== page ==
Thursday, June 14, 2012
Should I do 'em?
Some folks have approached me about reviewing their products. As you know, I tend not to pull any punches, being from the Honesty School of Opinion Writing, so it could be a fun exercise for all concerned.
This isn't an attempt at filler, either. I have a backlog of photos for posts right now, and an even larger one of pending hobby projects (I hear you, ZOE Vic Viper).
So what do you think?
Saturday, June 2, 2012
So many people have asked about the weathered penny, that I thought I'd share how I do it, this time with pictures. (No Tachikomas in this one, unfortunately,they're still sleeping off the effects of their victory party). Above are the materials you'll need, including the flat brush (available at any art/hobby store) and mini/tray grey foam. I realize that Citadel may have changed some of their metals since this photo was taken, but from the color spread, you get the idea. In additional you're also going to need, of course, model:
This bit was primed in black, then dry brushed with Tin Bitz. The tin Bitz was applied very hastily and sketchily,with more attention paid to raised areas and places where the primer was allowed to pool and bubble a bit.
At this point we're going to start infusing th foam with color, by way of simply dipping the brush tip in the pot and wiping most of it away onto the foam. From this point on, the foam's going to be your source of pigment for dry brushing and blending. Every so often we'll need to re-infuse it, as the paint drys quickly through use. (This technique, though kinder to brushes, is still dry brushing, so I recommend having backup brush and switching off between the two, cleansing the first one and starting with the dry, fresh second one. After you can give them a bath in Simple Green and water and they'll be like new.)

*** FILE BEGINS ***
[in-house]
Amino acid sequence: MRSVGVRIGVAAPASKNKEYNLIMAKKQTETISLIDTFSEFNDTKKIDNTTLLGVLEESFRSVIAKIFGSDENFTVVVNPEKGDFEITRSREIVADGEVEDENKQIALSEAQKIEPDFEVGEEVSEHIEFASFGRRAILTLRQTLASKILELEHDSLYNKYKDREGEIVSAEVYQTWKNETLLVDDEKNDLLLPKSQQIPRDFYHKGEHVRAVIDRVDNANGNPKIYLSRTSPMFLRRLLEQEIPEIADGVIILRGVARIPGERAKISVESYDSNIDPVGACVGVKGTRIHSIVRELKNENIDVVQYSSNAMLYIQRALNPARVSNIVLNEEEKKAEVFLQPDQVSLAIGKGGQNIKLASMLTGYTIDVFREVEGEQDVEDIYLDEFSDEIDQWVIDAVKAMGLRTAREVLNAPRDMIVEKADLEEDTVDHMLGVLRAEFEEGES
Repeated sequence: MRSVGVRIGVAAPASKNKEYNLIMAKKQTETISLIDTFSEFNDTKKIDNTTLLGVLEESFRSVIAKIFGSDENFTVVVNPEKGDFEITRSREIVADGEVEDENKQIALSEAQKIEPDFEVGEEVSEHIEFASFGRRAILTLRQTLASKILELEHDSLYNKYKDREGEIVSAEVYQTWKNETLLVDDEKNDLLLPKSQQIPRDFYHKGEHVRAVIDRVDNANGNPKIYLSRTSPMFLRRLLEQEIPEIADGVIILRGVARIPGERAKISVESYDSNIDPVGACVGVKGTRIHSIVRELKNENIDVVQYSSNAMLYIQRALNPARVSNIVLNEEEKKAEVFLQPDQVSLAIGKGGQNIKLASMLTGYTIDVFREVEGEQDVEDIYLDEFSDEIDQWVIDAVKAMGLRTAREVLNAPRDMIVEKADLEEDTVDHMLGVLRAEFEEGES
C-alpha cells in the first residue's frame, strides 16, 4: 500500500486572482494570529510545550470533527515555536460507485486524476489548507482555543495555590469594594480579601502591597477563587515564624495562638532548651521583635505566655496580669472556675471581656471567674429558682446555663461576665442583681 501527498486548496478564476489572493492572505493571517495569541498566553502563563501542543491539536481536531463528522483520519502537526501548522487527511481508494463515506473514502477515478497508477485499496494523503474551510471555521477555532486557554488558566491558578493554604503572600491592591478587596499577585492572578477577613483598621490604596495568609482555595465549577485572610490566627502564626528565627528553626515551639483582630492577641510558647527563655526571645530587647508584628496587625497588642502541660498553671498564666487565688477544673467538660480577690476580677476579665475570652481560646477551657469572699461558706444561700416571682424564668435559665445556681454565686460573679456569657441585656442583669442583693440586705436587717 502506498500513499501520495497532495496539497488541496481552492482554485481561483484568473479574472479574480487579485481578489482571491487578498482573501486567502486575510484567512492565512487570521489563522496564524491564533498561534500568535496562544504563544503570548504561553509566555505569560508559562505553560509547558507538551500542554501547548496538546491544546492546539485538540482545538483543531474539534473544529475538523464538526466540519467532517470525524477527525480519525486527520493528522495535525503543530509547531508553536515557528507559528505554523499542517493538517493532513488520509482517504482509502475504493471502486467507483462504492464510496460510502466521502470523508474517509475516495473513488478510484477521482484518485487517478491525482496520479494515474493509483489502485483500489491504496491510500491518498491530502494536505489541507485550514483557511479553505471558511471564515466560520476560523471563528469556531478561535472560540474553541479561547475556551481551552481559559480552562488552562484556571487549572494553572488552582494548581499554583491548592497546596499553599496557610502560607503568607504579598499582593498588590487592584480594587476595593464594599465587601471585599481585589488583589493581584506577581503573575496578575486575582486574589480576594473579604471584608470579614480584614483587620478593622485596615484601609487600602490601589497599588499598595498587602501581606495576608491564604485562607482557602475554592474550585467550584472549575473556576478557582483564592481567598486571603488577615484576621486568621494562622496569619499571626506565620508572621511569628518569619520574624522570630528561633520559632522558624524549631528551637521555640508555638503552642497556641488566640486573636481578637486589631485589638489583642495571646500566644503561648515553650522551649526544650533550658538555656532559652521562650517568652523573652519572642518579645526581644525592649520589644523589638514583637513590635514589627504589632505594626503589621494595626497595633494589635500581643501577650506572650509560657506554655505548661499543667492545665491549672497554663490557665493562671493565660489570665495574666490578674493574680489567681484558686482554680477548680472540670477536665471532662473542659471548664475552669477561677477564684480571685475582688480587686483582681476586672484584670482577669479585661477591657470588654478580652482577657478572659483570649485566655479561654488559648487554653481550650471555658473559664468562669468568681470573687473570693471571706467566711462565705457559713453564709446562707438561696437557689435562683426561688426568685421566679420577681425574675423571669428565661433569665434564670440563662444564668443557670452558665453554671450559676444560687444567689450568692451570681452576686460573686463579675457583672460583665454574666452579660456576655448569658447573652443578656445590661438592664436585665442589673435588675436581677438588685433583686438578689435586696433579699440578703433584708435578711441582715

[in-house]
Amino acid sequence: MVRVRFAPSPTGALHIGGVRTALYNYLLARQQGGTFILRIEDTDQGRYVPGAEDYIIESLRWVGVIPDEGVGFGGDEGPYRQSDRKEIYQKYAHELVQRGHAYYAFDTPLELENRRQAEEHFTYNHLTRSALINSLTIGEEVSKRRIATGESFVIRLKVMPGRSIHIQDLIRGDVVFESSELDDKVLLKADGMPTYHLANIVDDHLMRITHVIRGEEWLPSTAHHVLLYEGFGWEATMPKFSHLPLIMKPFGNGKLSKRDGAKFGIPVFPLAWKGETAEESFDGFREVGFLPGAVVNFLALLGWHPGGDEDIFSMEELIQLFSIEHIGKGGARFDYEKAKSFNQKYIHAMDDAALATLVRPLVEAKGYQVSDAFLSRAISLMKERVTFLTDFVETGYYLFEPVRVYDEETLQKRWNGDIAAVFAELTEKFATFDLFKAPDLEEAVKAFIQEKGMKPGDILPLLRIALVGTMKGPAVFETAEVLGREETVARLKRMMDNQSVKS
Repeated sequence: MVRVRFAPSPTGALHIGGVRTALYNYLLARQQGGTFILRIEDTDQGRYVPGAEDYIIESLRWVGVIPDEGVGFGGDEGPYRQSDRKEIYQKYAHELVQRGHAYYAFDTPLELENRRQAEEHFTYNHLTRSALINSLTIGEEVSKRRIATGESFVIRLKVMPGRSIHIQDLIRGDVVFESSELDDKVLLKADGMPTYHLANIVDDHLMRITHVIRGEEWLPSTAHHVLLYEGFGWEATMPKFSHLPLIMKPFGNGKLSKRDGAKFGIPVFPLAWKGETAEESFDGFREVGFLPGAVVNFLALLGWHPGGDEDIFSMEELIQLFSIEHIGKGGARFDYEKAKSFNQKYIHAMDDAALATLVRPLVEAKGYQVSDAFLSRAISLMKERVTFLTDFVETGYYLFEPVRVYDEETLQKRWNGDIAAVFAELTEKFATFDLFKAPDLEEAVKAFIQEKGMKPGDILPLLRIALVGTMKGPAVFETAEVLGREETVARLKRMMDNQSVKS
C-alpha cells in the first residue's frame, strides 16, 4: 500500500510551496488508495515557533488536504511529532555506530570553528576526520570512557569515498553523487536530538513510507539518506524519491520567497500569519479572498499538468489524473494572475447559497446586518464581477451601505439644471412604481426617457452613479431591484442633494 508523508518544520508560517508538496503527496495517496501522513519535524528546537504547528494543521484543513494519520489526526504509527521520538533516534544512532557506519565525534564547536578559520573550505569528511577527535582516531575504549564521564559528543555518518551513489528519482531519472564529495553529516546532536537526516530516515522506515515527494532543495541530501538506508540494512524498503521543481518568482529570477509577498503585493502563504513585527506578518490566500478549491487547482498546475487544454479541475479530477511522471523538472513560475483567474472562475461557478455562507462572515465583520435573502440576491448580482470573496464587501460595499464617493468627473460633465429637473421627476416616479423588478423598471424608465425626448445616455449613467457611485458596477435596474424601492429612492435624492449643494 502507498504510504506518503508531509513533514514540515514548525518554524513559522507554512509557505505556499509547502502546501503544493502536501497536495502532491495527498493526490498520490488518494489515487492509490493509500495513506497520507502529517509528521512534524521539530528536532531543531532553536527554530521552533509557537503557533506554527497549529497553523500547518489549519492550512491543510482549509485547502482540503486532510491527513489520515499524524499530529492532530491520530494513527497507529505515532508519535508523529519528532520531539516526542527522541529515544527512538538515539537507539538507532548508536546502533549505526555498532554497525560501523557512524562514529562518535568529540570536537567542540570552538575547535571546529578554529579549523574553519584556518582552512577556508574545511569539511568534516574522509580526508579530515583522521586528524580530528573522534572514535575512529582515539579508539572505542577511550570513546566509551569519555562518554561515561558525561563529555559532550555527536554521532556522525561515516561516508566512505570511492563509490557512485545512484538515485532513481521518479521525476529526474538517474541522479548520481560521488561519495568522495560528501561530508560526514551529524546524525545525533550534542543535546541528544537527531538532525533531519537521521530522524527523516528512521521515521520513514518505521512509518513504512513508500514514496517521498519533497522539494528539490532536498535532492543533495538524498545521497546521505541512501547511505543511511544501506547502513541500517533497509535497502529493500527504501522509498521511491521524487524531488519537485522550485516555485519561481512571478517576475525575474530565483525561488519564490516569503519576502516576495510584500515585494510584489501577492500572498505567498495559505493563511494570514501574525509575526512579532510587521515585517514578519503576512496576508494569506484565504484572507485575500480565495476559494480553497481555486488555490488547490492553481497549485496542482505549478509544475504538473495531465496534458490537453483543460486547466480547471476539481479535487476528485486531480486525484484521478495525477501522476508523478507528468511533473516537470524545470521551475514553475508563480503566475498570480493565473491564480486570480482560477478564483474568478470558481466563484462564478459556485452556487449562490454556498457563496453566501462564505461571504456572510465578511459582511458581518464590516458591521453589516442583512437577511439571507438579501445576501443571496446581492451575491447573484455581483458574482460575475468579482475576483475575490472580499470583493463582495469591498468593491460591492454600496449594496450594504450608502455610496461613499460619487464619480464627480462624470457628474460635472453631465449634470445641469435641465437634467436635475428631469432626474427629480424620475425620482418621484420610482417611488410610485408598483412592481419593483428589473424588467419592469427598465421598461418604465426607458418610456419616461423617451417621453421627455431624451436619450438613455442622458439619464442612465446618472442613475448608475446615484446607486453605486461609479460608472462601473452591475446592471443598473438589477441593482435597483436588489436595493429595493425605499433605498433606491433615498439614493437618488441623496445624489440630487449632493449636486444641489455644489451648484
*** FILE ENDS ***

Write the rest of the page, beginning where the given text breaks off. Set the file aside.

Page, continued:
With only the barest paint left on the brush, you're going to begin running the flat side of the brush along the raised edge of the model, like so. You'll be leaving a thin line of paint on that raised edge, and periodically flicking inwards over the flat areas. Not broad, covering strokes, a light touch in important here to achieve that weathered, worn effect:
You're going to want to hit all the major edges, then com back and hit those minor ones. Not that we never actually do any large applications over the major areas, but keep flicking in just barely from the edges.
After each complete edging, you're going to be blending successively brighter colors into your foam palette. The advantage of the foam come in here; the paint's pooling and mixing here with each wipe, and getting progressively lighter while still maintaining bits of the last color. This multi-toned brightening effect gets passed on, of course, when you start anew with the new color:
As you can see, this technique can be applied over even complex areas. Just make sure you don't go hog-wild; leave broad areas untouched or barely-touched by pigment, and concentrate on the edges, continually building up tone. It's important that you let your off-duty brush dry out completely, because wet-brushing will ruin the rough finish of this technique.
in the end, you end up with a nice weathered surface very much like this one. I nearly drove myself crazy using this on my Ghost Arks (you'll see why next post). Hope this helps, folks!
PS, it looks like the insectoid Scythes won out, so there will be no flying croissants here folks. Just more bugs with better parts from the new range.